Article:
Premature babies with false-positive newborn screening results had more than usual acute outpatient visits between 3-12 months of age, while full-term babies with false-positive results did not, suggesting screenings may sometimes lead to health care overuse.
The 2005 expansion of mandatory newborn screenings (NBS) to 29 different disorders has raised concerns that increased false positives will raise parental anxiety and spur unnecessary utilization of health care services. This study used hospital data to identify medical services used between 3-12 months of age by all Medicaid-eligible infants born in 2006 in Michigan, 49,141 of whom had normal NBS results and 818 of whom had false-positive results. Health care in the first two months of life was not included since it could be associated with follow-up evaluation of the false positive screening.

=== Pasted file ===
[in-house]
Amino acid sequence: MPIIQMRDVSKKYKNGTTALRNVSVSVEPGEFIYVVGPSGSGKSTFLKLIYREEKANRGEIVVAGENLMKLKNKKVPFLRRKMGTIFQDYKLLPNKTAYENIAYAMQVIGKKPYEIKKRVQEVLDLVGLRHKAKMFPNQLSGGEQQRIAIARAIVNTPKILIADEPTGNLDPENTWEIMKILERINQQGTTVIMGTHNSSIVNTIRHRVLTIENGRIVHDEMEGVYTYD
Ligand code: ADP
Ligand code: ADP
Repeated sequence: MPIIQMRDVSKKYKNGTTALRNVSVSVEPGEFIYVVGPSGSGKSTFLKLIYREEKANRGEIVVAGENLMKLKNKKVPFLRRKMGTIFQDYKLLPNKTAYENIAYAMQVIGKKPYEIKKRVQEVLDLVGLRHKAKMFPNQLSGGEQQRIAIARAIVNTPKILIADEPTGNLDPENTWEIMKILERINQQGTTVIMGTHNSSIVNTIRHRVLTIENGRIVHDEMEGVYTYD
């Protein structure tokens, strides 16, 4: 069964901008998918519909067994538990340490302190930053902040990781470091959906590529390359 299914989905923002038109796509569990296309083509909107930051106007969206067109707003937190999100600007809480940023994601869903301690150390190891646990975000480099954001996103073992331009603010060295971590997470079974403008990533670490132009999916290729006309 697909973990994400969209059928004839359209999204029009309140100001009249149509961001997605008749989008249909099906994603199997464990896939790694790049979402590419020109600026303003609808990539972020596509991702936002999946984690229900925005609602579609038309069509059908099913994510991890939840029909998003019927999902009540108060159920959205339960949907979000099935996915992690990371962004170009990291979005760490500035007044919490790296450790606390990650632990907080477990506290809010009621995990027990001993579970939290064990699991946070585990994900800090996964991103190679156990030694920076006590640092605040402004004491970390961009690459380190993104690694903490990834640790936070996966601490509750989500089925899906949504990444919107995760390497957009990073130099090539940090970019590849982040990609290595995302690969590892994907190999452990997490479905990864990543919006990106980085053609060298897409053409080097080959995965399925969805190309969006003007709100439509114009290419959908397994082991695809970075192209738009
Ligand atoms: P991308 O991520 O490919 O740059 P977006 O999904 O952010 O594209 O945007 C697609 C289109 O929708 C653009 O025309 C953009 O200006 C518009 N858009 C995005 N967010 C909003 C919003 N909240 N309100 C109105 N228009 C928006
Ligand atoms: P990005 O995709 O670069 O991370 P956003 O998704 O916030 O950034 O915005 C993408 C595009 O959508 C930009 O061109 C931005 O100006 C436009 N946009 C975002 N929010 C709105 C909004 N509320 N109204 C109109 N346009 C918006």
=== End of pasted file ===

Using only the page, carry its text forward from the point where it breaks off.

- Gestational age is a key predictor in acute outpatient visits. Preterm infants with false-positive NBS results had significantly more acute outpatient visits between 3-12 months of age than preterm infants with normal NBS results. But there was no corresponding difference in the number of such visits between term babies with false positives and those with normal screenings.
- Gestational age was not a factor in any other type of health care visit.
- After adjustments, infants with false positive NBS were no more likely to have outpatient well visits, emergency visits or hospitalizations than their peers with normal results.
The authors hypothesize that the combination of prematurity and a false-positive NBS result may raise parental anxiety enough to lead to more acute outpatient visits. But reflecting on other possible causes, the authors underline that their study highlights “the potential complexity” of the interaction between false-positive NBS results and health care. They also note that parental anxiety caused by false-positive NBS results may have negative effects beyond the scope of this study.